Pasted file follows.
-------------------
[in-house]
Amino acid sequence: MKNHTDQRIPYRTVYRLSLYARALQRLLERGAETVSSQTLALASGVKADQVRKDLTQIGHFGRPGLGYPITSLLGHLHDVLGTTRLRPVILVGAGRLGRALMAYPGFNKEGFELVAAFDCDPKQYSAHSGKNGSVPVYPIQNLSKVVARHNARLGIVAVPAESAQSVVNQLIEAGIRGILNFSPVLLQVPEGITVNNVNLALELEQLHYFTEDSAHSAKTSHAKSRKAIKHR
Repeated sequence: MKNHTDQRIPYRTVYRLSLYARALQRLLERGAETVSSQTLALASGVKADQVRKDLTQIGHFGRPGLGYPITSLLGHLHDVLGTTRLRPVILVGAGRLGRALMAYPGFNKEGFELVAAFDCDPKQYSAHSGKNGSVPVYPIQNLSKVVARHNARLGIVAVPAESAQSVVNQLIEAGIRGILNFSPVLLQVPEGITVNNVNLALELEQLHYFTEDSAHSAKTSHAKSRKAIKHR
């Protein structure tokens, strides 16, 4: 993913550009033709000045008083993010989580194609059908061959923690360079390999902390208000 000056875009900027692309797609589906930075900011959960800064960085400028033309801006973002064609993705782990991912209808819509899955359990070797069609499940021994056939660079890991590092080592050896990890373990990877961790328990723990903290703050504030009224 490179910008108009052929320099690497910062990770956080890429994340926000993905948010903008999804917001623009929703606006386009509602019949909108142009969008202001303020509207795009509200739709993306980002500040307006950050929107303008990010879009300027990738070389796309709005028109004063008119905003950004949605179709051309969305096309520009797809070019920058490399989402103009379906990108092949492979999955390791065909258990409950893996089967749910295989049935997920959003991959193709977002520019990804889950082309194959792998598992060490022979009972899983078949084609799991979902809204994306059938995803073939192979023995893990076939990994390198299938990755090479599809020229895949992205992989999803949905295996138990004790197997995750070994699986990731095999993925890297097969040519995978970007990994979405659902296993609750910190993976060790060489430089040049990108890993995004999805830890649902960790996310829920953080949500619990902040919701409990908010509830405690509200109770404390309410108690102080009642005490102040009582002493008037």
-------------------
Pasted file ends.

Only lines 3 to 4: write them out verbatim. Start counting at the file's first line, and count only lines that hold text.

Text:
Repeated sequence: MKNHTDQRIPYRTVYRLSLYARALQRLLERGAETVSSQTLALASGVKADQVRKDLTQIGHFGRPGLGYPITSLLGHLHDVLGTTRLRPVILVGAGRLGRALMAYPGFNKEGFELVAAFDCDPKQYSAHSGKNGSVPVYPIQNLSKVVARHNARLGIVAVPAESAQSVVNQLIEAGIRGILNFSPVLLQVPEGITVNNVNLALELEQLHYFTEDSAHSAKTSHAKSRKAIKHR
């Protein structure tokens, strides 16, 4: 993913550009033709000045008083993010989580194609059908061959923690360079390999902390208000 000056875009900027692309797609589906930075900011959960800064960085400028033309801006973002064609993705782990991912209808819509899955359990070797069609499940021994056939660079890991590092080592050896990890373990990877961790328990723990903290703050504030009224 490179910008108009052929320099690497910062990770956080890429994340926000993905948010903008999804917001623009929703606006386009509602019949909108142009969008202001303020509207795009509200739709993306980002500040307006950050929107303008990010879009300027990738070389796309709005028109004063008119905003950004949605179709051309969305096309520009797809070019920058490399989402103009379906990108092949492979999955390791065909258990409950893996089967749910295989049935997920959003991959193709977002520019990804889950082309194959792998598992060490022979009972899983078949084609799991979902809204994306059938995803073939192979023995893990076939990994390198299938990755090479599809020229895949992205992989999803949905295996138990004790197997995750070994699986990731095999993925890297097969040519995978970007990994979405659902296993609750910190993976060790060489430089040049990108890993995004999805830890649902960790996310829920953080949500619990902040919701409990908010509830405690509200109770404390309410108690102080009642005490102040009582002493008037």